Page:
The Fourth Age of the Church?

I happened to run into my friend Sam a couple of days ago in the food line at Costco, and his first words were, “I’ve been diligently reading your posts on Times and Seasons.”

“Thanks,” I said.

“I only said I’ve been reading them. I didn’t say I liked them.”

“So you didn’t like them?”

“Well, some of them have been . . . interesting. But you’re dodging and dancing around the elephant in the room.”

“That would be quite a feat,” I said. “But what do you mean? What elephant?”

“The elephant,” Sam said obscurely, “is the prevailing paradigm. It isn’t viable anymore. And what you can’t bring yourself to say is that we need to be prepared to enter into the Fourth Age of the Church.”

“Well, that sounds pretty portentous, but you’ll have to explain. What is ‘the prevailing paradigm’? And the Fourth Age? I suppose the first three were, maybe, the primitive church of the Apostles; and then the medieval church . . . .”

“No, no,” Sam interrupted. “I’m not talking about Christianity in general. I’m talking about our Church. The Mormon Church. The Church of Jesus Christ of Latter-day Saints.”

We reached the front of the line, paid for our hotdogs, then sat down together at one of those metal picnicky tables.

“To understand what I mean,” Sam continued, “you need to remember the idea of paradigm shifts. Some dominant model or theory or conception– some paradigm– works for a long time. But then it comes under severe pressure. For a while, for a generation or more maybe, its defenders try to patch it up, make small corrections. Hold the fort. Keep their fingers in the holes in the dikes. (Pardon the mixed metaphors.) This works for a while. But then more holes keep appearing, and there aren’t enough fingers, or the holes become too big for the fingers, and . . .

“I get the idea,” I said. “I’ve read Kuhn.”

“Well, the point is that the old dike just can’t hold, and so a new fort has to be erected. It will use the materials of the old fort, will look a lot like the old paradigm in some ways. But it will also be fundamentally different. Some of the same terms will still be used, but they will acquire new meanings.

“And it’s a painful process. These paradigm shifts have to happen, but they can be wrenching. Some people who can’t make the shift– who think ‘This isn’t the fort we know and love’– will always get left behind. That’s why we need to be prepared . . . .”

“I understand. Like I said, I’ve read Kuhn. But you began by saying, about the three ages–”

“Well, the Church up to now has gone through three main phases. Three paradigms, separated by two paradigm shifts. The first age was a short one, maybe too short to count as its own age; but it was the phase of the restoration of simple, primitive Christianity. That’s what the first Mormons thought they were signing onto.

“So the Book of Mormon was– is– a thoroughly Christian book. It’s ironic that some evangelicals say we’re not Christians because we believe in the Book of Mormon. The Book of Mormon is actually more Christian than the Bible. Doctrines that took early Christians centuries to work out, like the Trinity and the Incarnation, are already there explicitly set forth in the Book of Mormon.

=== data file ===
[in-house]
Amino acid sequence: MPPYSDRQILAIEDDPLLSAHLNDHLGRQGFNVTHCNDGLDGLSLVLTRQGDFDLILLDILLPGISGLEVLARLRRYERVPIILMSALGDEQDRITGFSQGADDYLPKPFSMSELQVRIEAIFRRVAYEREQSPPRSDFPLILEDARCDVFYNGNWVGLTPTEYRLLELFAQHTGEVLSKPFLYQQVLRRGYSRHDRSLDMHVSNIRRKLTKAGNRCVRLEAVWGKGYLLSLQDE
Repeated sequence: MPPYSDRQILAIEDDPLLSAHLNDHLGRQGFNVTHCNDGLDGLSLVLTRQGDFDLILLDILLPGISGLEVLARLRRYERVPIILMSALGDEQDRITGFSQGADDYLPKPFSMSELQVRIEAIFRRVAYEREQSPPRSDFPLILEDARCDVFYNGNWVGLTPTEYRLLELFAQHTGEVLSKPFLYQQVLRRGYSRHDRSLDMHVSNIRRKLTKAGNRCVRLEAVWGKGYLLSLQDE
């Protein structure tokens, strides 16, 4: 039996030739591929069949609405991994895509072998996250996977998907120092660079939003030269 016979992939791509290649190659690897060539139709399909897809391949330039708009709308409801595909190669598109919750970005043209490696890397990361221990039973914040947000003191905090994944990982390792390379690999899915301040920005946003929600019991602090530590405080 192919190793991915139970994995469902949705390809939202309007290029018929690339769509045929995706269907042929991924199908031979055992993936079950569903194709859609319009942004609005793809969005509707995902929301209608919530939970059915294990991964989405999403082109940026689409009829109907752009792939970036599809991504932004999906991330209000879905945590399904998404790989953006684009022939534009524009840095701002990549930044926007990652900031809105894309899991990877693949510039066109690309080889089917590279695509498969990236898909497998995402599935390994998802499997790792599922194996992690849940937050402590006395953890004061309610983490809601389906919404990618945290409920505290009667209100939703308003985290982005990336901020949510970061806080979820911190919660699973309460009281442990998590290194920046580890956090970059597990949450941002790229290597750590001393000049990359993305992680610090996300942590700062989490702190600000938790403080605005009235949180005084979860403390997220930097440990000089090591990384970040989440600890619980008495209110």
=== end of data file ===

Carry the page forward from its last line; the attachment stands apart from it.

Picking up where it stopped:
“But the first age– the age of the primitive Christian Church– passed into a second age: the age of the radical or iconoclastic Church. The key new components– the radical components– were the United Order and the ideas we associate with the King Follett Discourse and, above all, polygamy. That was a difficult transition for some people. Founders like Oliver Cowdery and David Whitmer refused to go there.

“The radical Church had to move away from the settled United States in order to have the space to practice its radicalism. And all things considered, the Church flourished. But then the pressures built up– all of the laws and raids against polygamy, mainly. We resisted, heroically. And then things broke, and we renounced polygamy, and entered into the third age. The age of the bourgeois Church, you might call it– I’m no Marxist; I don’t mean that as a pejorative term– or the ‘traditional values’ Church.

“We became more American than Uncle Sam. This was a huge change– what had before been essential and non-negotiable was suddenly now forbidden– and again, some people couldn’t accept that. But you can see that the shift was necessary: without it, the whole Church would be like those people in southern Utah.”

“Okay, I can see how you could interpret our history in that way. It’s a pretty standard interpretation, really. Oversimplified, but I understand that these schemes and categories are always oversimplified. But why do you think a fourth age is coming?”

“Because it has to. The pressures are getting to be too great, and something will have to give.”

“What pressures?”